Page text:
By Jamie Swinnerton
By Mark Antonation
By Lori Midson
By Jonathan Shikes
By Amber Taufen
By Cafe Society
By Juliet Wittman
By Jonathan Shikes
Spies like us: The New York Timestravel section gave Denver the full-page treatment on July 20. But in case you missed it, here's a twenty-word recap: Denver is no longer a cowtown; man, they make a lot of beer here; and don't call the new mayor "Hick." (Why not?)
Author Dyan Zaslowsky, who lives in Denver, also had some kind words for a few local restaurants: namely, Sushi Den (1487 South Pearl Street), Indigo (250 Josephine Street), Adega (1700 Wynkoop Street), the Market (1445 Larimer Street) and Rialto Cafe (934 16th Street).
But the ink was hardly dry on that piece when I got word that Times restaurant critic Eric Asimov had been dropped into the heart of our fair metropolis for a whirlwind tour of this town's best restaurants. Like a teenage girl stalking her favorite Backstreet Boy, I made a few frantic phone calls to find out where he was staying, got a phone number and asked him if he wanted to go grab a beer.
Surprisingly, he did. And thus did the award-winning Times critic sit down with the award-winning critic of this here fish wrap, and we spoke about foodie things for about a half hour before we each had to go and eat Italian food somewhere else. Now, I'm not about to blow the surprise and tell you which places he hit while he was in town, nor will I reveal the location where we met. But I will say this: Asimov was just as surprised as I was to discover the depth and breadth of Denver's culinary scene. He appreciated the creative use of local ingredients and insisted that the Southeast Asian food available in the Rocky Mountain West wasn't just good for here, but great in comparison to anywhere he's been. Denver impressed him the same way it impressed me when I first hit town a year ago, and though he was hopping a flight back to the big city the next morning, he said he honestly wished he could have spent more time here.
So, yes, all you restaurant folks can breathe a bit easier. He's gone, back in New York writing the column that will run sometime soon in the travel section. Of course, I'm still here -- so don't get too comfortable....
Mail bag: The letter from Mark Zahn published in last week's paper that accused me (and fellow Westword scribe Stuart Steers) of being part of the "media titans" conspiracy was a classic. But it was quickly topped by a paranoid screed from one "John Abelard," allegedly responding to my review of Intrigue ("Weird Science," July 17). That's the restaurant Jeff Clearyopened last December at 275 South Logan Street, after closing his much-loved Cafe Bohemia and doing a brief stint at the Pinnacle Club (555 17th Street).
"I am a former employee of the Pinnacle Club," Abelard wrote, "and I know for a fact Jason Sheehan has been hanging out there and is a good friend of Dexter Nash, the general manager who despises Jeff Cleary and has been heard to say in front of employees that he's going to 'fix Jeff good.' I also know for a fact he told Jason that he'd give Jason 'free drinks forever' at the club if Jason would 'trash Jeff's new restaurant,' and that's exactly what he did. That review compromises the integrity of your whole review system and reflects on your entire publication. Who's going to read your reviews, or take your newspaper seriously, if they knew your reviewer is trashing restaurants not on the basis of the restaurant's merits, but simply because he is carrying out a personal vendetta for a friend and is standing to profit from it in the process?"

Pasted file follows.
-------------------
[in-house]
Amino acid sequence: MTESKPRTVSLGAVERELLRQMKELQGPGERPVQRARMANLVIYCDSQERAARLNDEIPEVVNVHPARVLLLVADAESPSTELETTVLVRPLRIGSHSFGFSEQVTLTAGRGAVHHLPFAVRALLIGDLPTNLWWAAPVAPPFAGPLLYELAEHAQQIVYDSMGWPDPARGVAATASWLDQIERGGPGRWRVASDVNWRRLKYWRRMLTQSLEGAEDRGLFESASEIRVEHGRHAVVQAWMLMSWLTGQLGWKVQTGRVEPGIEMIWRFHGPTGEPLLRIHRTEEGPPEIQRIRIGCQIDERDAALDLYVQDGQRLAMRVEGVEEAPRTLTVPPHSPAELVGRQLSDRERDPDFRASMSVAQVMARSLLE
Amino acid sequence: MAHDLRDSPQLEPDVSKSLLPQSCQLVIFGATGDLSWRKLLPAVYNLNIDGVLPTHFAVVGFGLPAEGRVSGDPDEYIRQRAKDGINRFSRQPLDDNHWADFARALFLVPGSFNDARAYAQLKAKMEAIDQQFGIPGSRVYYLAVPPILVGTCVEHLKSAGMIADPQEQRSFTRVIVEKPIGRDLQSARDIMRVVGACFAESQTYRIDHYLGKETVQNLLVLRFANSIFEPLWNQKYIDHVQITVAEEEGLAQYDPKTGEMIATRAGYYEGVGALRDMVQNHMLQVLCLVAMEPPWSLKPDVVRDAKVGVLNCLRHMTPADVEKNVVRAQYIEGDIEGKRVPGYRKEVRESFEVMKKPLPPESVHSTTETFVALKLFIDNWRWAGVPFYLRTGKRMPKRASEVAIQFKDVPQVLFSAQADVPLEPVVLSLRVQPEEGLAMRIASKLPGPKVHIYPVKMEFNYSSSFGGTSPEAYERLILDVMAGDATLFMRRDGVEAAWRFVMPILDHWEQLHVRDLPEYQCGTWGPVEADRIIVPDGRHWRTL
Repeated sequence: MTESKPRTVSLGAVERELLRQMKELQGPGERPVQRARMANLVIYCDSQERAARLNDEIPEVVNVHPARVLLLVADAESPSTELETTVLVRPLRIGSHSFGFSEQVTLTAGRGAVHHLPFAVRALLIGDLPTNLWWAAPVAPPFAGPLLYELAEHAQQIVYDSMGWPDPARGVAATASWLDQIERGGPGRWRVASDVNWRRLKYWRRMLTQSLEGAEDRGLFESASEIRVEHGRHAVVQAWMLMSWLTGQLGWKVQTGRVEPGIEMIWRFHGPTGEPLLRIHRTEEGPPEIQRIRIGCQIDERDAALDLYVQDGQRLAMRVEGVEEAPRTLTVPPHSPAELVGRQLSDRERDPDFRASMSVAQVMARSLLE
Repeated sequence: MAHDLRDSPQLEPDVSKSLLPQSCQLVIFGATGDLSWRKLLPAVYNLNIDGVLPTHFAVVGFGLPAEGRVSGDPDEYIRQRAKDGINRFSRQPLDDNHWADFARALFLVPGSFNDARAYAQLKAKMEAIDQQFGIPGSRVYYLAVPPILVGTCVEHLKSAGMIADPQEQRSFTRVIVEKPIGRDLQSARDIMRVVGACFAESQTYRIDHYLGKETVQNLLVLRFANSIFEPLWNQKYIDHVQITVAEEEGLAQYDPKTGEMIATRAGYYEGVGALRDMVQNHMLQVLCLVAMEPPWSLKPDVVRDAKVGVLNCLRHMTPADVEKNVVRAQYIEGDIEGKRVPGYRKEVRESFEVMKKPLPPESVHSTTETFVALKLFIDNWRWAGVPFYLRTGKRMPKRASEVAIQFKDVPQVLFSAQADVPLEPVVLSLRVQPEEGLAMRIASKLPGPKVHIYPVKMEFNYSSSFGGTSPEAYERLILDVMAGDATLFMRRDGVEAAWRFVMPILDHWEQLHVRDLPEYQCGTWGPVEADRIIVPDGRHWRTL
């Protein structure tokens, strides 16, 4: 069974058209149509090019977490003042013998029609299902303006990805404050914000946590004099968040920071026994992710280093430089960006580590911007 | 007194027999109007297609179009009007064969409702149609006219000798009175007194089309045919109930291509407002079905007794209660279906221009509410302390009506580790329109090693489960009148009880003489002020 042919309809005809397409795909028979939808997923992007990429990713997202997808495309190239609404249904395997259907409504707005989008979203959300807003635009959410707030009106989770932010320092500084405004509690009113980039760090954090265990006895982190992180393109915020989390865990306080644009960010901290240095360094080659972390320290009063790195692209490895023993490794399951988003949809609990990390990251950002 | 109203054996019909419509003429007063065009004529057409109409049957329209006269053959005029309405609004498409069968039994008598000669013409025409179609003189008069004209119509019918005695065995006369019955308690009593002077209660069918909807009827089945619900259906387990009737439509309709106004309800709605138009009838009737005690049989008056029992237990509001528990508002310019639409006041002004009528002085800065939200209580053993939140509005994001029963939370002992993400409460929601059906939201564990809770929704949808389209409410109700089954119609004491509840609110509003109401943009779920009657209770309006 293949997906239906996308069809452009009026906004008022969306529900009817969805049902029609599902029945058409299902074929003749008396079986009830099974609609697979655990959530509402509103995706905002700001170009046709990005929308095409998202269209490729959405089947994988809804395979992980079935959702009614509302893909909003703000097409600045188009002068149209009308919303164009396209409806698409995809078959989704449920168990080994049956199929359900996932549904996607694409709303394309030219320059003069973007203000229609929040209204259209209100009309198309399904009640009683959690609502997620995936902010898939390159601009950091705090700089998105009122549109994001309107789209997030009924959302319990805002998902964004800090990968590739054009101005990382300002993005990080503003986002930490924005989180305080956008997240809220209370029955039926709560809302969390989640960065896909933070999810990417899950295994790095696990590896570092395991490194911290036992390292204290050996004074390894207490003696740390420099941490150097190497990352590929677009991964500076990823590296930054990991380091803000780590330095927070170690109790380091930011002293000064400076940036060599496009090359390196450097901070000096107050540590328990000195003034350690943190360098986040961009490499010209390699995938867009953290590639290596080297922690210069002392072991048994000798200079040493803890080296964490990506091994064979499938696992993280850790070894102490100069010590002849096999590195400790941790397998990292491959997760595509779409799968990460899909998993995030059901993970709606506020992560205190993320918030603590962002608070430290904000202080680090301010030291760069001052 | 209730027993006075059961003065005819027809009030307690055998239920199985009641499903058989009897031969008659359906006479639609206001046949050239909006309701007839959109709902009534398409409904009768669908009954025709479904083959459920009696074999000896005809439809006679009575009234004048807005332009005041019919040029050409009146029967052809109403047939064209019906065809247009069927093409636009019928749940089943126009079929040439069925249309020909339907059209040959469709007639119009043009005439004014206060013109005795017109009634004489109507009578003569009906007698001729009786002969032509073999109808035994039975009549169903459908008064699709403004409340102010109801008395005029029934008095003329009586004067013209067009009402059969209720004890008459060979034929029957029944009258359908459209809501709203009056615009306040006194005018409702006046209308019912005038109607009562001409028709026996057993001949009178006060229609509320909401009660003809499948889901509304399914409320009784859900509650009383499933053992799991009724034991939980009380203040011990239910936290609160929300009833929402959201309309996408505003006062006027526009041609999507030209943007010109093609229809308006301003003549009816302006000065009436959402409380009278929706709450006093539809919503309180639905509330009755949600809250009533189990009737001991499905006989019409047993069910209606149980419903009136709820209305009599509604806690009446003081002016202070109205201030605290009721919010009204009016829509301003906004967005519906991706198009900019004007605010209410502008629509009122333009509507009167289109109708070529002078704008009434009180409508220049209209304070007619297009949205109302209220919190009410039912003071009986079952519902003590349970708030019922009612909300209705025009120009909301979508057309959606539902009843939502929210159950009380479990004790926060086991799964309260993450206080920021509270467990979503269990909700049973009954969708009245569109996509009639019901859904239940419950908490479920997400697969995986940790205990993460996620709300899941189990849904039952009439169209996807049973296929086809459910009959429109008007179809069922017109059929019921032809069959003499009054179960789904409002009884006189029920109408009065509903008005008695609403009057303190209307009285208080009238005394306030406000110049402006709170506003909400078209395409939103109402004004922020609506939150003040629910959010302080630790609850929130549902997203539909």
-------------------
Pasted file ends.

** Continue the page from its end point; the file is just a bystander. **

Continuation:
The truth is, I've never met Dexter Nash -- who had a good laugh when I called him to discuss our alleged friendship. "Look," he said, "I've got too much to do to focus on someone else's business. The sad thing about it is that, politically, that would be so stupid of me to do. I'd rather just earn an honest living and leave the rest of the world alone."
And not only have I never met Nash, I've never been to the Pinnacle Club! While I hear it's nice, if you knew me (and with all the writing I do about myself, you all should know me by now), you'd understand that it's simply not the kind of place where I'd "hang out."
And finally, free drinks for life? Frankly, I'm insulted that anyone would think that I'd whore myself to anyone so cheaply. I'm a fucking restaurant critic, you dolt. Westword's already buying my drinks.
As I said when I made my debut in these pages exactly a year ago, the only reason I'd give a restaurant a bad review would be for serving bad food. And if anythingabout the place is good -- if it's at least trying -- I'll always mention that, because in the course of my career I have ventured into very few places that were bad, nasty and evil from top to bottom. Good reviews go to the good guys. Bad reviews go to the bad guys. Simple as that. I am not for sale; I don't take bribes; I don't get treated like a king when I go out, because if I'm doing my job right no one knows it's me when I sit down to dine. I'm just a guy with a good nose, an educated palate and a rapidly expanding waistline whose opinions are his livelihood. I'm not part of any plot, cabal or secret society (unless you count my lifetime membership in the Robert Goulet fan club), and -- as yet -- I haven't been asked to join the International Zionist Media Conspiracy, as Zahn suggests -- but I'm still waiting, because I hear they have great dental benefits.